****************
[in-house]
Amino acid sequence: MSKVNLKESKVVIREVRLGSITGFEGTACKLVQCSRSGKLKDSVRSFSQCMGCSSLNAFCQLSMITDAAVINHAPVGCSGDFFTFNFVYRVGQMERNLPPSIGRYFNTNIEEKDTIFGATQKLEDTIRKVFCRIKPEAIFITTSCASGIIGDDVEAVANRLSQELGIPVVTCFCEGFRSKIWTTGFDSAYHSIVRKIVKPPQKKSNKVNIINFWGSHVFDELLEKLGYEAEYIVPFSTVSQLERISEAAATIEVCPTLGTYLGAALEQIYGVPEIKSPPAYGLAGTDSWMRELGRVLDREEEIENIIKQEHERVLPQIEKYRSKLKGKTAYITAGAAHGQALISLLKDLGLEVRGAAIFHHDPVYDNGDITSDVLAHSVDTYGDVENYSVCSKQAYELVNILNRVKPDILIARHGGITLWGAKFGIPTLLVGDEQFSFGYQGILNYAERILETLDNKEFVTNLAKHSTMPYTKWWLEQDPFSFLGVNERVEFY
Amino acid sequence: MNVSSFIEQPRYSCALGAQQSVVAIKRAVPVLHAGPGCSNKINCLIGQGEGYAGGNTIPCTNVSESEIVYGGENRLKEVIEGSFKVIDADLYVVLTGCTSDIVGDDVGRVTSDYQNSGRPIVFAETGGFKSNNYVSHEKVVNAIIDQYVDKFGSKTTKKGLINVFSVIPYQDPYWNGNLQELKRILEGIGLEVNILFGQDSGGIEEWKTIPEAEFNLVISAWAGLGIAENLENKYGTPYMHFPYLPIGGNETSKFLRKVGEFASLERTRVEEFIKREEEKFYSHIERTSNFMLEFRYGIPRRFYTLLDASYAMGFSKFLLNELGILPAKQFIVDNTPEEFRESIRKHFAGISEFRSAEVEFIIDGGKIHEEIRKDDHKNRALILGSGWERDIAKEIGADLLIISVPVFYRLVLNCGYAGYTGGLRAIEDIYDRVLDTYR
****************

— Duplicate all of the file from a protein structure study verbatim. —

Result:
[in-house]
Amino acid sequence: MSKVNLKESKVVIREVRLGSITGFEGTACKLVQCSRSGKLKDSVRSFSQCMGCSSLNAFCQLSMITDAAVINHAPVGCSGDFFTFNFVYRVGQMERNLPPSIGRYFNTNIEEKDTIFGATQKLEDTIRKVFCRIKPEAIFITTSCASGIIGDDVEAVANRLSQELGIPVVTCFCEGFRSKIWTTGFDSAYHSIVRKIVKPPQKKSNKVNIINFWGSHVFDELLEKLGYEAEYIVPFSTVSQLERISEAAATIEVCPTLGTYLGAALEQIYGVPEIKSPPAYGLAGTDSWMRELGRVLDREEEIENIIKQEHERVLPQIEKYRSKLKGKTAYITAGAAHGQALISLLKDLGLEVRGAAIFHHDPVYDNGDITSDVLAHSVDTYGDVENYSVCSKQAYELVNILNRVKPDILIARHGGITLWGAKFGIPTLLVGDEQFSFGYQGILNYAERILETLDNKEFVTNLAKHSTMPYTKWWLEQDPFSFLGVNERVEFY
Amino acid sequence: MNVSSFIEQPRYSCALGAQQSVVAIKRAVPVLHAGPGCSNKINCLIGQGEGYAGGNTIPCTNVSESEIVYGGENRLKEVIEGSFKVIDADLYVVLTGCTSDIVGDDVGRVTSDYQNSGRPIVFAETGGFKSNNYVSHEKVVNAIIDQYVDKFGSKTTKKGLINVFSVIPYQDPYWNGNLQELKRILEGIGLEVNILFGQDSGGIEEWKTIPEAEFNLVISAWAGLGIAENLENKYGTPYMHFPYLPIGGNETSKFLRKVGEFASLERTRVEEFIKREEEKFYSHIERTSNFMLEFRYGIPRRFYTLLDASYAMGFSKFLLNELGILPAKQFIVDNTPEEFRESIRKHFAGISEFRSAEVEFIIDGGKIHEEIRKDDHKNRALILGSGWERDIAKEIGADLLIISVPVFYRLVLNCGYAGYTGGLRAIEDIYDRVLDTYR